Hope for the world

Homily on the Feast of the Baptism of Jesus
Sherman Hesselgrave

Readings: Isaiah 42:1-9, Psalm 29, Vaclav Havel on Hope, Matthew3:13-17
Photo by Faris Mohammed on Unsplash

Twenty years ago, on the celebration of the Baptism of Jesus, I was on sabbatical in Italy, and on this particular Sunday I was in Assisi at the Basilica of St Francis. The Abbot began his homily that day by saying, “With the baptism of Jesus we have all been baptized.” I had never thought of it that way before, but he was right. Every baptism has its roots in that moment Jesus stepped into the Jordan River
with John the Baptist. It was a moment of revelation, but also a moment of dedication and commitment to a particular journey. Orthodox Christians kick the significance up a notch by observing that Jesus’ presence in the Jordan River that day had the effect of blessing all the water in the world. So, today is a fitting opportunity to remember our baptism and to reflect on what it means in the world today.

The DNA of what it means to be Christian is embedded in the Baptismal Covenant. We will be invited to renew our baptismal vows in the service today. We will respond, “I will, with God’s help” to questions like:

• Will you seek and serve Christ in all persons, loving your neighbour as yourself?
• Will you strive for justice and peace among all people, and respect the dignity of every human being?
• Will you strive to safeguard the integrity of God’s creation, and respect, sustain, and renew the life of the Earth?

The Golden Rule is baked into the Baptismal Covenant, as is peacemaking and care for the environment. To live our baptismal promises intentionally is to steer the world toward the peaceable kingdom envisioned by the prophet Isaiah and the reign of God that Jesus described through stories and encounters with others. Baptism taken seriously is a sign of hope in a world filled with strife, greed, and confusion. But regard for baptism has somewhat of a chequered history.

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finding a new route home

Homily on the Feast of the Epiphany 2020

Joanna Manning

I know a lot of people in this congregation will be familiar with that popular feminist ballad: ‘Sometimes I wish my eyes hadn’t been opened.” We’ve even sung it here on a number of occasions.

The chorus goes like this:

Sometimes I wish my eyes hadn’t been opened
Sometimes I wish I could no longer see
All of the pain and the hurt and the longing
of my sisters and me as we long to be free.”

Please excuse me if I take liberties with the lyrics this morning and change the last two lines :

Sometimes I wish my eyes hadn’t been opened
Sometimes I wish that I just couldn’t see
All of the pain and the hurt and the longing
of the earth and her creatures as we long to be free.”

Here we are the beginning of not only a new year, but a new decade for earth and all her creatures. As we take a look around, tyrants abound; innocent infants and children are being killed, jailed or dying of hunger and thirst. Assassinations are carried out on the whim of the new tetrarch south of the border. Innocent animals in their millions are dying from the effects of fires, drought, and floods. Definitely not a pretty picture.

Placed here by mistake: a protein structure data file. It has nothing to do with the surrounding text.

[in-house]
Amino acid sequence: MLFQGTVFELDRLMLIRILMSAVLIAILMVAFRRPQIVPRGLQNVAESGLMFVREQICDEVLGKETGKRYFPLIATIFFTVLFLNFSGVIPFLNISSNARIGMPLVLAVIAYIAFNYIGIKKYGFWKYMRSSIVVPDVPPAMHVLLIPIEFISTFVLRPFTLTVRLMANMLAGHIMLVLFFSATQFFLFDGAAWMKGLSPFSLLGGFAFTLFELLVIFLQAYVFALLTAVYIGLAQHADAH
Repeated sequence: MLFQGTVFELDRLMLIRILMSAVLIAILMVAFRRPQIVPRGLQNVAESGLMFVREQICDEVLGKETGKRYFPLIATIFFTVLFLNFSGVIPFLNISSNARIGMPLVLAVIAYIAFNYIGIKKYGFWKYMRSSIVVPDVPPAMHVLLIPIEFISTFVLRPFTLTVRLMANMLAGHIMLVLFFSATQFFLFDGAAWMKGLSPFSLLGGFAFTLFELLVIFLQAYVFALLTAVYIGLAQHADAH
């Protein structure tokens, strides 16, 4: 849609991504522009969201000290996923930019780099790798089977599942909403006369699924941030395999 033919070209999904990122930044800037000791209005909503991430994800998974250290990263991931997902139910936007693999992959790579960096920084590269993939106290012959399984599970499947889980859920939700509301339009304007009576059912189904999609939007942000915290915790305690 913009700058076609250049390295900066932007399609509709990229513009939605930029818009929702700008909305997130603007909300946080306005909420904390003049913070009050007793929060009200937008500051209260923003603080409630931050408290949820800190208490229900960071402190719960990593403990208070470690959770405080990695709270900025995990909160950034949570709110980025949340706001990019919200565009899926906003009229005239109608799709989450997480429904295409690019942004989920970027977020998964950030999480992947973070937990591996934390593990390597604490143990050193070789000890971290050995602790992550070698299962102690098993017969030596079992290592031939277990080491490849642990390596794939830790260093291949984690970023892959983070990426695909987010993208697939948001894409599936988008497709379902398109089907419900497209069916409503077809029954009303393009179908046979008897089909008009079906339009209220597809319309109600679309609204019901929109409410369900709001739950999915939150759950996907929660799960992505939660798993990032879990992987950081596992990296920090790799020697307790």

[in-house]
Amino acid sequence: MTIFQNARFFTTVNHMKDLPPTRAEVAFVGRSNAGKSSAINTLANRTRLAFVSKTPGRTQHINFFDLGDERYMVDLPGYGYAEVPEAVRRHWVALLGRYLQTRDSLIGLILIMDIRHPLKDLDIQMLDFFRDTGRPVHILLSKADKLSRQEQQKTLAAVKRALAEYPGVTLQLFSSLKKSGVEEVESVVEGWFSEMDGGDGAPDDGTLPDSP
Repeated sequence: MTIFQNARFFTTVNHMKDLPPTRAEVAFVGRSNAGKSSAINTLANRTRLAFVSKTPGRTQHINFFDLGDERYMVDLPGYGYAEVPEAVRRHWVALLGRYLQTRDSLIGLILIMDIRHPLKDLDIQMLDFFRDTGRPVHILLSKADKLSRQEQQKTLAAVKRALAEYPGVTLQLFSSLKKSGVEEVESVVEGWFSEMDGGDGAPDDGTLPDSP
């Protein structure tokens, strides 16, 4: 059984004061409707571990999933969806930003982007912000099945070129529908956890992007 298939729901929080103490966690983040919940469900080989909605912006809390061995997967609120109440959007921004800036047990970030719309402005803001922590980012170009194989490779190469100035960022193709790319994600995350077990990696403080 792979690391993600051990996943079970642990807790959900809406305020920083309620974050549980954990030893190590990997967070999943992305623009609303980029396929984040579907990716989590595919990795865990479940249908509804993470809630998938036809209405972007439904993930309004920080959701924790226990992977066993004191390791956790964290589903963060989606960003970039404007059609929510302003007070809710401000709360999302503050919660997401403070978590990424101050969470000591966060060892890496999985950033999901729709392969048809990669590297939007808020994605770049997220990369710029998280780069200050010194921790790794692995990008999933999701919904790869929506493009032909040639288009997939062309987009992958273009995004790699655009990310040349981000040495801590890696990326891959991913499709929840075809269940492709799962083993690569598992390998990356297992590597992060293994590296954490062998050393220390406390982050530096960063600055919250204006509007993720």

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a hole in the wall

Homily for Christmas Eve 2019

Sherman Hesselgrave

“Mercy is the dynamite that brings down walls.” “La misericordia es la dinamita que derriba muros.” That is a line from the new movie, The Two Popes, spoken by the man who would become Pope Francis. That line resonated deeply, and I knew it would work its way into this Christmas homily. That is because the Incarnation—God’s coming among us as one of us—is God’s greatest mercy in bringing down the walls that divide humanity from God and from one another. Someone has defined ‘mercy’ as a “love that responds to human need in an unexpected or unmerited way.” At its core, mercy is forgiveness. Mercy is grace.

Jesus was born into a world all too familiar with systems of domination, systems of empire and oppression that had existed from before the time the prophet Isaiah wrote of the “people who walked in darkness” who would see a great light of a new day of hope and promise, where the yoke of their burdens would be broken; the bar weighing down their shoulders, the rod of their oppressor, snapped. A child would be born who would become the Prince of Peace, and would reign with justice and equity.

I decided to include Garrison Keilllor’s retelling of the famous story of the 1914 Christmas Peace, because, in a World War that would result in about 40 million military and civilian casualties, we know that the people on the front lines were not only capable of demonstrating their humanity with a spirit of generosity, they certainly would have welcomed an end to all hostilities, were it not for their imperial masters. Peace was, at once, both so near and yet, so far away.

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STAR: Homeless memorial records 995th name as city committee debates new housing action plan

Toronto Star: Homeless memorial records 995th name as city committee debates new housing action plan

Darlene Stimson spoke with anger and grief, standing at the base of the church steps, of the many systems who failed her loving and trusting son.

“He never let illness or pain get in the way of being the most generous human being I have ever known,” said Stimson, about the six-foot-tall man who loved wrestling and karaoke and who, because of early health challenges, viewed much of the world through the eyes of 12-year-old child.

“In the end, while it was a respiratory infection that resulted in Adam’s death, the proximate cause was a social safety net that let him down.”

loving justice in the heart of our city